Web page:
Database tuning principles experiments and troubleshooting techniques
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Database tuning principles experiments and troubleshooting techniques

Database TuningPrinciples, Experiments and Troubleshooting Techniques

http://www.mkp.com/dbtune

Dennis Shasha ([email protected])

Philippe Bonnet ([email protected])


Availability of materials

Availability of Materials

  • Power Point presentation is available on my web site (and Philippe Bonnet’s). Just type our names into google

  • Experiments available from Denmark site maintained by Philippe (site in a few slides)

  • Book with same title available from Morgan Kaufmann.


Database tuning

Database Tuning

Database Tuning is the activity of making a database application run more quickly. “More quickly” usually means higher throughput, though it may mean lower response time for time-critical applications.


Database tuning principles experiments and troubleshooting techniques

ApplicationProgrammer(e.g., business analyst,

Data architect)

Application

SophisticatedApplicationProgrammer(e.g., SAP admin)

QueryProcessor

Indexes

Storage Subsystem

Concurrency Control

Recovery

DBA,Tuner

Operating System

Hardware[Processor(s), Disk(s), Memory]


Outline of tutorial

Outline of Tutorial

  • Basic Principles

  • Tuning the guts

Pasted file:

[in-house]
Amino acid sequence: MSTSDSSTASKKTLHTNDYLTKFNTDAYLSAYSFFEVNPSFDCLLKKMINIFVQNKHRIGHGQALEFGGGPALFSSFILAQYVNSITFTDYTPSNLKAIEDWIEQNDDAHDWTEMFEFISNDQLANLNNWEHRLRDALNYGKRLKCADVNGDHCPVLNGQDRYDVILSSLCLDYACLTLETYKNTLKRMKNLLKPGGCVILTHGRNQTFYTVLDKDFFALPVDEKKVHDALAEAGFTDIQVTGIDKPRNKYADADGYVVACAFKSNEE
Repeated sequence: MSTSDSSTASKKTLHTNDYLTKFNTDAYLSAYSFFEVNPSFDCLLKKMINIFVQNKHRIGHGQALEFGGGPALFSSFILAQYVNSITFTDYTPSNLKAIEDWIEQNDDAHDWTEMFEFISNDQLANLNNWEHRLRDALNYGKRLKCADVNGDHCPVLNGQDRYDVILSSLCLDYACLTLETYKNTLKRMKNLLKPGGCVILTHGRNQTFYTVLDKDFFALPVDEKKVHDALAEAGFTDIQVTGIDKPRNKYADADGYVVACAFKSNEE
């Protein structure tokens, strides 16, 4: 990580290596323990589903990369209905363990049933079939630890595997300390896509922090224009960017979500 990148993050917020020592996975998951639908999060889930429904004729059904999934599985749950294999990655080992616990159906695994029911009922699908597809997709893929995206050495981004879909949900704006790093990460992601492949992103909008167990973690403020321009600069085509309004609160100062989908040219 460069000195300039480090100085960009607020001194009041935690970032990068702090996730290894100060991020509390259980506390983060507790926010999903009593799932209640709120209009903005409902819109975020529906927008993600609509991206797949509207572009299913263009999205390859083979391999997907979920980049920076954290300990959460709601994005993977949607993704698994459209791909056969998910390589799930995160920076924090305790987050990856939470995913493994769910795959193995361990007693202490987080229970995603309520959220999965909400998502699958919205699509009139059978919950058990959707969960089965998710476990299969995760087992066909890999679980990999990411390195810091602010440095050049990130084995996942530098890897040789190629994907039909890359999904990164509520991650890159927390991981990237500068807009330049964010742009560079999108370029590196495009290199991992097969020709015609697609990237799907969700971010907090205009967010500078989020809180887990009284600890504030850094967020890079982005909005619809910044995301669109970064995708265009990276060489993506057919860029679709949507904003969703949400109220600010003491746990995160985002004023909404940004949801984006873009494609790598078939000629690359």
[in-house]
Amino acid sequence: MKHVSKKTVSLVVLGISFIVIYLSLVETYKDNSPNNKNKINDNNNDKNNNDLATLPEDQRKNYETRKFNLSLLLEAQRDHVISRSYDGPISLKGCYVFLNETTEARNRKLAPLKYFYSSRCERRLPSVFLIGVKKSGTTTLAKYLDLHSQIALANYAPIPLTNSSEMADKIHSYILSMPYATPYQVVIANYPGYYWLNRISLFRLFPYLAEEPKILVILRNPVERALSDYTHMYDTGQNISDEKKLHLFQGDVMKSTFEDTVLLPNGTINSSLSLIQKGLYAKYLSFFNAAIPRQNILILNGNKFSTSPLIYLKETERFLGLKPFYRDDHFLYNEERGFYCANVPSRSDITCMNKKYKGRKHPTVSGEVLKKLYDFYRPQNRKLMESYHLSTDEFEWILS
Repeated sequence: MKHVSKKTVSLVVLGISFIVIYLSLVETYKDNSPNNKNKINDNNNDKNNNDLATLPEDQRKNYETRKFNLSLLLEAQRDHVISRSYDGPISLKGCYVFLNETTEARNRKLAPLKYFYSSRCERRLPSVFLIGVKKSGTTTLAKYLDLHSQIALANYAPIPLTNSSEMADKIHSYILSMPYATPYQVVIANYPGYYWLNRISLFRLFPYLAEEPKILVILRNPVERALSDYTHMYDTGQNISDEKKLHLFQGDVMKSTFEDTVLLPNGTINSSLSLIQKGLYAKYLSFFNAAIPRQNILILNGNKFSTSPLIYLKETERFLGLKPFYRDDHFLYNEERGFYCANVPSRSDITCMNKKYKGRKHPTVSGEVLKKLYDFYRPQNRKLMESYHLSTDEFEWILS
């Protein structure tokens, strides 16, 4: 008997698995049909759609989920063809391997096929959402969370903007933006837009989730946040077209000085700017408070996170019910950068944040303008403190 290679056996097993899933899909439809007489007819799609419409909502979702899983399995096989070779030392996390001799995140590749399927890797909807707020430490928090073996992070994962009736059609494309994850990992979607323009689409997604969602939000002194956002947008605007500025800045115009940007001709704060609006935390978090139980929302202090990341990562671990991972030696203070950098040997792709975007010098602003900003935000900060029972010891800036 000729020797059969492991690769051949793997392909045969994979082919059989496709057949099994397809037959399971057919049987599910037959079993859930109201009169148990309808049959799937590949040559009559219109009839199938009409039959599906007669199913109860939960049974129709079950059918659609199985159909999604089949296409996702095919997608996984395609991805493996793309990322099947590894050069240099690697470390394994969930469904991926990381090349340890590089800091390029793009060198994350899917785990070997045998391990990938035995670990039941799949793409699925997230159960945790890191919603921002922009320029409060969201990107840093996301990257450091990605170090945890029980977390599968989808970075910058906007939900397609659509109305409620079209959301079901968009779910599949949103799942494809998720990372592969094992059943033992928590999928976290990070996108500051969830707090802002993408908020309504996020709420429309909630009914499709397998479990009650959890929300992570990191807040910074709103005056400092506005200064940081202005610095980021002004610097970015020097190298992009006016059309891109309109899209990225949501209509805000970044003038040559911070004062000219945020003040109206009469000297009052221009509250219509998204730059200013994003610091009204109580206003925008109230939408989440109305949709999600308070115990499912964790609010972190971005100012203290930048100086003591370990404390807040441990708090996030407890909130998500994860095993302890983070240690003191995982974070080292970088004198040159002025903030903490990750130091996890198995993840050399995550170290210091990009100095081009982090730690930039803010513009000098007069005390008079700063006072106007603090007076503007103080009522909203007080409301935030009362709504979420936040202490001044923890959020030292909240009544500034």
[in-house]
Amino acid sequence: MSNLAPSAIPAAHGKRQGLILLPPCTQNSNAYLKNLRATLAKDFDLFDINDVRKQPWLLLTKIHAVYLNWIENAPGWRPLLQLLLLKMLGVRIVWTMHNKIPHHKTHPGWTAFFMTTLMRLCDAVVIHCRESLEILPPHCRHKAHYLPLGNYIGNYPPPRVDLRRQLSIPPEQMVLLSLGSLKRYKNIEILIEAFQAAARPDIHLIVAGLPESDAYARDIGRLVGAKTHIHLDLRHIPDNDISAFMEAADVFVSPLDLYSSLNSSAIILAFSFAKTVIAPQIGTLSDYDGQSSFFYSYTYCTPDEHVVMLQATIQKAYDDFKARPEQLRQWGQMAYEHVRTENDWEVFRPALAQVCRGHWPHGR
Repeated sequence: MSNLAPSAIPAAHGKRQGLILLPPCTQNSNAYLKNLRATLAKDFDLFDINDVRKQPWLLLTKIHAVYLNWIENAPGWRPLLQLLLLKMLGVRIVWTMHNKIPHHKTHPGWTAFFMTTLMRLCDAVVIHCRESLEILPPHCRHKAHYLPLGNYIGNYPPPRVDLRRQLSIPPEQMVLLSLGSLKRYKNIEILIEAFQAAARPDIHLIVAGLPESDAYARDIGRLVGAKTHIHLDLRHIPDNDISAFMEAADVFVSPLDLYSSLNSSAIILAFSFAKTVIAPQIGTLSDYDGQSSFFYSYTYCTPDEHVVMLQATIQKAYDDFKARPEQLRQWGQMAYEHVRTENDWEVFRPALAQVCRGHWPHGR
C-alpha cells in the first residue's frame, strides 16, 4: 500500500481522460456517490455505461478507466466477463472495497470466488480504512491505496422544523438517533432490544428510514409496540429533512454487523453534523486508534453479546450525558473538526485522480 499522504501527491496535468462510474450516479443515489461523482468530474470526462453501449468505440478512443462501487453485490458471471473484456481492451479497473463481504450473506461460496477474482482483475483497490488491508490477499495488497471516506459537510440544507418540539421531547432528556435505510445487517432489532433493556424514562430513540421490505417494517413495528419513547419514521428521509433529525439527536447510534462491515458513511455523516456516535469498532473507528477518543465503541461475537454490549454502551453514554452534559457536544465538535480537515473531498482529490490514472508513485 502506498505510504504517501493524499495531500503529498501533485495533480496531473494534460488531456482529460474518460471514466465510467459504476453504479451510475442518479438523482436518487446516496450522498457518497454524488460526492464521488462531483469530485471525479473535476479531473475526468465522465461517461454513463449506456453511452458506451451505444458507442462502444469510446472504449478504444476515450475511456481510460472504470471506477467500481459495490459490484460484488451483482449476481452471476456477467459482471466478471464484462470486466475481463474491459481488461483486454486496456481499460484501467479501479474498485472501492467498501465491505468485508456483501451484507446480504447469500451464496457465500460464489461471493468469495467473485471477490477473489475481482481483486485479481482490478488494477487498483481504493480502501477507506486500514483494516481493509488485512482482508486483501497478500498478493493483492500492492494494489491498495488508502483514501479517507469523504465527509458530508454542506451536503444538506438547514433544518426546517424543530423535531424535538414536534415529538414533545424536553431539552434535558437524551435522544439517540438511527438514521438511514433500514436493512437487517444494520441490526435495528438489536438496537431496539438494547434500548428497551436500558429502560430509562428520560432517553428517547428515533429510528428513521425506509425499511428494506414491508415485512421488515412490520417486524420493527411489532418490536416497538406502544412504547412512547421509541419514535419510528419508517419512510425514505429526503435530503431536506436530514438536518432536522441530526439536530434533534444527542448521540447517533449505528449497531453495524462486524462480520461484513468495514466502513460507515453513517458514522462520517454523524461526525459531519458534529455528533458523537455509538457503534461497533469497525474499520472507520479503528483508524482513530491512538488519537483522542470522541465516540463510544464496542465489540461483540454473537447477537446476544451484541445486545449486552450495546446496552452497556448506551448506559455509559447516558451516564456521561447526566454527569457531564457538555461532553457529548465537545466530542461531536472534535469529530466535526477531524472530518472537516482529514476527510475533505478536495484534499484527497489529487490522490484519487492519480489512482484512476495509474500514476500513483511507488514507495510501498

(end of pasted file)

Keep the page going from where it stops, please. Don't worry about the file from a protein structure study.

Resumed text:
• Indexes

  • Relational Systems

  • Application Interface

  • Ecommerce Applications

  • Data warehouse Applications

  • Distributed Applications

  • Troubleshooting


Goal of the tutorial

Goal of the Tutorial

  • To show:

    • Tuning principles that port from one system to the other and to new technologies

    • Experimental results to show the effect of these tuning principles.

    • Troubleshooting techniques for chasing down performance problems.


Tuning principles leitmotifs

Tuning Principles Leitmotifs

  • Think globally, fix locally (does it matter?)

  • Partitioning breaks bottlenecks (temporal and spatial)

  • Start-up costs are high; running costs are low (disk transfer, cursors)

  • Be prepared for trade-offs (indexes and inserts)


Experiments why and where

Experiments -- why and where

  • Simple experiments to illustrate the performance impact of tuning principles.

  • http://www.diku.dk/dbtune/experiments to get the SQL scripts, the data and a tool to run the experiments.


Experimental dbms and hardware

Experimental DBMS and Hardware

  • Results presented throughout this tutorial obtained with:

    • SQL Server 7, SQL Server 2000, Oracle 8i, Oracle 9i, DB2 UDB 7.1

    • Three configurations:

    • Dual Xeon (550MHz,512Kb), 1Gb RAM, Internal RAID controller from Adaptec (80Mb) 2 Ultra 160 channels, 4x18Gb drives (10000RPM), Windows 2000.